On 11th April 2021, MAD Lions faced off against Rogue for the fifth game of a best-of-five League of Legends series. The stage was the LEC Spring Finals. Both squads beat G2 Esports — by all accounts, a European super-team — during their runs to the final, MAD Lions in the upper bracket and Rogue in the lower.
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The two finalists were closely matched. The battle between two dominant junglers — Inspired from Rogue and Elyoya from MAD Lions — typified the neck-and-neck bout. This was the penultimate match of an intensely competitive series, in one of the world’s toughest regions: who would be crowned European champion?
In such moments, outcomes are determined at the margins.
Mindfulness for peak performance
Both MAD Lions and Rogue believe that such margins can be stretched with mindfulness — the ability for their players to stay composed and make sound decisions. Ismael Pedraza, Performance Coach at Rogue, cut his teeth in sport psychology. His fondness for mindfulness practices has two separate roots.
“I [completed] two Master’s degrees: Sport Psychology and Diagnostic Intervention, in Finland and in Leipzig. And of course in sport psychology, you get to see different approaches to performance … We started [learning about] this new approach called acceptance behavioural therapy, which is based on mindfulness approaches.
“But personally I got into mindfulness because of my own athletic career. I was playing at an elite level in football back in Colombia, and then somehow I ended up coming across meditation techniques and mindfulness, so I started to read a lot on that.”
What exactly is mindfulness meditation? According to Pedraza, “mindfulness itself is paying attention to the present moment, in a non-judgmental manner.” Mindfulness meditation, then, is the practising of mindfulness skills, which itself can take many forms.
“It goes in the direction of some techniques or strategies that help you to be in the present moment. You have formal and informal approaches to this. More informal approaches that we use a lot [at Rogue] are, for example, attentional strategies like trying to modify your physiology, like through slow-paced breathing … Trying to help players be better at emotional control, let’s say.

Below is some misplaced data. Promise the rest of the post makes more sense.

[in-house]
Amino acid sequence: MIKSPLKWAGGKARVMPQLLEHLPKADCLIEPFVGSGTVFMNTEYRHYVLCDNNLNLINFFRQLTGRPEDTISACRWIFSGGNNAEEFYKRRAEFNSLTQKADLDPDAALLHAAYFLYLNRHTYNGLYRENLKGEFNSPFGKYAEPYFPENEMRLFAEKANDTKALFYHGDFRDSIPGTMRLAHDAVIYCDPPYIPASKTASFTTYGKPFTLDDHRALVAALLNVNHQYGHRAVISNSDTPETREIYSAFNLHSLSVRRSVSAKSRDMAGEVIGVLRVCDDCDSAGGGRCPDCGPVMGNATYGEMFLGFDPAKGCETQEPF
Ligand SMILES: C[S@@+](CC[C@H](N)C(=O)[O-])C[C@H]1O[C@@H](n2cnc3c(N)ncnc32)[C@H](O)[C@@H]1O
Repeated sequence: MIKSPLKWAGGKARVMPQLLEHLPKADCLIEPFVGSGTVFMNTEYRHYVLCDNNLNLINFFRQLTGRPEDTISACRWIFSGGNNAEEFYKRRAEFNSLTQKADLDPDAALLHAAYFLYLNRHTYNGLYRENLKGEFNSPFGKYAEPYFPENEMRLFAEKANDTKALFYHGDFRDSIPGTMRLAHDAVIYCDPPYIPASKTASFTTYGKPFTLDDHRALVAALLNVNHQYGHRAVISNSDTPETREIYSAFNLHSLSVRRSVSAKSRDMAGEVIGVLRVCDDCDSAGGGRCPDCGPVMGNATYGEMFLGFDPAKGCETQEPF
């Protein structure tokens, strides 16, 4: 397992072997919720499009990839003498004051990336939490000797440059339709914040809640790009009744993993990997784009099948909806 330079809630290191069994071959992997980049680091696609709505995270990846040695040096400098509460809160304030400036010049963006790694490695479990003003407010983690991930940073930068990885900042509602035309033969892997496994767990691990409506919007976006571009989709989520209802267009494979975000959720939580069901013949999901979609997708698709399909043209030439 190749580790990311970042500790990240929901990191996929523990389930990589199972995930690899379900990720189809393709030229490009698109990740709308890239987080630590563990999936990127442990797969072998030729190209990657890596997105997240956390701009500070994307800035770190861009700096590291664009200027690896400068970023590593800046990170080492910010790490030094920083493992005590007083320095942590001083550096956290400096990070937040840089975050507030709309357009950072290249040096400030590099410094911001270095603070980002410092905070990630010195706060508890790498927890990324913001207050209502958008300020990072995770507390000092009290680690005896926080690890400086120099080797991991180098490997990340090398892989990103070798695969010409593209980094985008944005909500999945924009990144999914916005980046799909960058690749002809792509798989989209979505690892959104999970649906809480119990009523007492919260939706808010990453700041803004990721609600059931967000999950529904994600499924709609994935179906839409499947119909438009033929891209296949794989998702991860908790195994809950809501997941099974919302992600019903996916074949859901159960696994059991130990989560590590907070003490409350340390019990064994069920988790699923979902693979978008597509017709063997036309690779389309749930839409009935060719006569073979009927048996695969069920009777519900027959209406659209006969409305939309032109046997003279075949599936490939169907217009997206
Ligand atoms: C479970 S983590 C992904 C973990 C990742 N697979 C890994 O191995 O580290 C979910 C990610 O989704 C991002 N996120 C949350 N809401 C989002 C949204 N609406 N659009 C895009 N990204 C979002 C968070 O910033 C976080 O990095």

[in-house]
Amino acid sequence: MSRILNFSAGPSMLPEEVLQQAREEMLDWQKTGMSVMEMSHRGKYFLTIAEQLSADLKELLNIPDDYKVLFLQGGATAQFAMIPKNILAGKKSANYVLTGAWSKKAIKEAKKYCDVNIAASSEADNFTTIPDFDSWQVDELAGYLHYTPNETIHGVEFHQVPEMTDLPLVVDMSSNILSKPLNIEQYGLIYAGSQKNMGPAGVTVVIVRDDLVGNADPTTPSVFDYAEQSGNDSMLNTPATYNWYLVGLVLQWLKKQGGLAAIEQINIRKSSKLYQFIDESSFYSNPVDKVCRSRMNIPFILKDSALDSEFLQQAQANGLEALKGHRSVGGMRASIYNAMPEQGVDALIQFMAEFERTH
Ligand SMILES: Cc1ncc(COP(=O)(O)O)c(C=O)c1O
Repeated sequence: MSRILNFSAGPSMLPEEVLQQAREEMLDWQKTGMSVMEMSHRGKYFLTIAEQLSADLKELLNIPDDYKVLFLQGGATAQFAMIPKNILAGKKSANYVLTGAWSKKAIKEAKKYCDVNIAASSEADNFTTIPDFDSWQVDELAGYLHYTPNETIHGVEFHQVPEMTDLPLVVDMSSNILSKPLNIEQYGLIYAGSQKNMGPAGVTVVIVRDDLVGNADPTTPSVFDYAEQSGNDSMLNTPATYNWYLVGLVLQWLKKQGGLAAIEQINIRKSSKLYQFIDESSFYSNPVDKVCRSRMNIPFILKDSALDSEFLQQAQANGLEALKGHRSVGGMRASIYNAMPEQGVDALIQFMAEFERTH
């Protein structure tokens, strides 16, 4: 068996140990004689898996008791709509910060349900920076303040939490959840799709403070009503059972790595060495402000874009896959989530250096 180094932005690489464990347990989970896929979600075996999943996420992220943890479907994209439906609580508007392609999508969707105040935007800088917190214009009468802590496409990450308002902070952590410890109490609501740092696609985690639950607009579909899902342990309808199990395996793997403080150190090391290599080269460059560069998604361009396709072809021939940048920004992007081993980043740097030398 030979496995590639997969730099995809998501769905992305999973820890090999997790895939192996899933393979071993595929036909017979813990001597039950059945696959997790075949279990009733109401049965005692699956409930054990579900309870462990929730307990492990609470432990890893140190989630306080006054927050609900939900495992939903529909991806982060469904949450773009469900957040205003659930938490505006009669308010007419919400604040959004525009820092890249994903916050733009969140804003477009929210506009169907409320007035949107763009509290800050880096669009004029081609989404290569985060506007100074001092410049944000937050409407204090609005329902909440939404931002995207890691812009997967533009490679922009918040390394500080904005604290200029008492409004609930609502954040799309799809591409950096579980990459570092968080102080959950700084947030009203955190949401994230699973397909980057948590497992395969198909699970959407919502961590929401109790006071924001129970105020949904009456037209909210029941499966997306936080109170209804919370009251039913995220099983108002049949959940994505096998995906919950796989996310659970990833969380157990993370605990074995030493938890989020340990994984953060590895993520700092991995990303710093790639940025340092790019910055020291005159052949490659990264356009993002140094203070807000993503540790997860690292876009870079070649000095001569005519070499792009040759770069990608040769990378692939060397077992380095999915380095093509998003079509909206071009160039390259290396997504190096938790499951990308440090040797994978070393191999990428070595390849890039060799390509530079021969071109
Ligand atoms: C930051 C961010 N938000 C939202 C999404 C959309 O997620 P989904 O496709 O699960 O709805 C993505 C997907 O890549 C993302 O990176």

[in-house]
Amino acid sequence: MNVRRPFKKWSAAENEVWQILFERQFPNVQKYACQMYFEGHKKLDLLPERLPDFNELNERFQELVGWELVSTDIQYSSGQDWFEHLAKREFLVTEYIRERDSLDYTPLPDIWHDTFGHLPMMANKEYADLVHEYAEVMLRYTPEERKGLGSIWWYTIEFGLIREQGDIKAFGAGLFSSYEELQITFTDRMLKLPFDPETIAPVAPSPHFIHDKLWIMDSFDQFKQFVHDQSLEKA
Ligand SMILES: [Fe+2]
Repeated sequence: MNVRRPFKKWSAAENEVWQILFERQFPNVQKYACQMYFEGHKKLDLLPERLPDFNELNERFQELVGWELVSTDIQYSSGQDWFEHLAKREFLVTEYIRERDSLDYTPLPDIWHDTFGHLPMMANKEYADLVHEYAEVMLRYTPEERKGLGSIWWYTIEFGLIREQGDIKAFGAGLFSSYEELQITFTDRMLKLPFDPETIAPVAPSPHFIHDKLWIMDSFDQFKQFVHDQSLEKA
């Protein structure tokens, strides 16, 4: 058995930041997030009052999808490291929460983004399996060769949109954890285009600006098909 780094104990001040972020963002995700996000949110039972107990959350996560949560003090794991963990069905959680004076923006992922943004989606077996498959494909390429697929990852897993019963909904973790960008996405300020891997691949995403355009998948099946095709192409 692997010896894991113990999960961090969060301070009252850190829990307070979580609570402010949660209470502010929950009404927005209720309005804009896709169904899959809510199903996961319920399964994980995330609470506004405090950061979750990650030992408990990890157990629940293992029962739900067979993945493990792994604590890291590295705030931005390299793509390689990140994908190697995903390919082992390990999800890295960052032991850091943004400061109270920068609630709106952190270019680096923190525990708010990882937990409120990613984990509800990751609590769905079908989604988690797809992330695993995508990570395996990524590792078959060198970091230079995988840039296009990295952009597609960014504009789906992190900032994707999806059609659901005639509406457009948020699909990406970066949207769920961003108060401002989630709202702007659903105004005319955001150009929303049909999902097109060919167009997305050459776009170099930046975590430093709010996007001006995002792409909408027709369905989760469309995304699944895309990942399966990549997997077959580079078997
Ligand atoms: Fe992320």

“One of the formal approaches for mindfulness is doing sessions where we direct them towards attention-focused strategies which aim to teach them how thoughts work — how emotions work. You have a thought — maybe a negative thought — but they are learning to understand that they are not their thoughts, right? They are not their emotions.”
Deceptively simple as it may sound, just noticing thoughts or feelings as they arise — non-judgmentally — can have profound effects on wellbeing. Countless studies have highlighted the positive effects of mindfulness meditation. One study conducted by researchers out of Oregon and Munich concluded that meditation, among a truckload of other benefits, ‘has potential for the treatment of clinical disorders and might facilitate the cultivation of a healthy mind and increased wellbeing’. Another study by Katherine Weare at the University of Exeter found that ‘mindfulness can contribute directly to the development of cognitive and performance skills and executive function’. Executive function is the combination of crucial mental skills, like memory and self-control.
The literature on mindfulness meditation is extensive for athletes, too, though few studies have analysed esports athletes. “Mindfulness has been found to be related to improved athletic performance and propensity to achieve flow states,” it says in a 2014 article published in the Journal of Clinical Sport Psychology.
Jake Ainsworth, who works with MAD Lions players to improve their physical wellbeing, operates in lockstep with Martina Cubric, the team’s Sport Psychologist. As Ainsworth told The Esports Journal: “We’ve taken slightly different paths to get to the point we’re at, but we’re very much aligned on what we’re trying to do with the players.”
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What is it they are trying to do with MAD Lions’s League of Legends players? To Cubric and Ainsworth, perhaps most crucial is building resilience.
“I think with any sport, there’s an element of discomfort that comes with it,” Ainsworth said. “Like skiing. It’s horrible to be in those boots. There’s impact all the time. Even stuff like table tennis. Initially, like every sport, there’s a discomfort that comes with it.”
To read the rest of this article, go to The Esports Journal Edition 8, page 21
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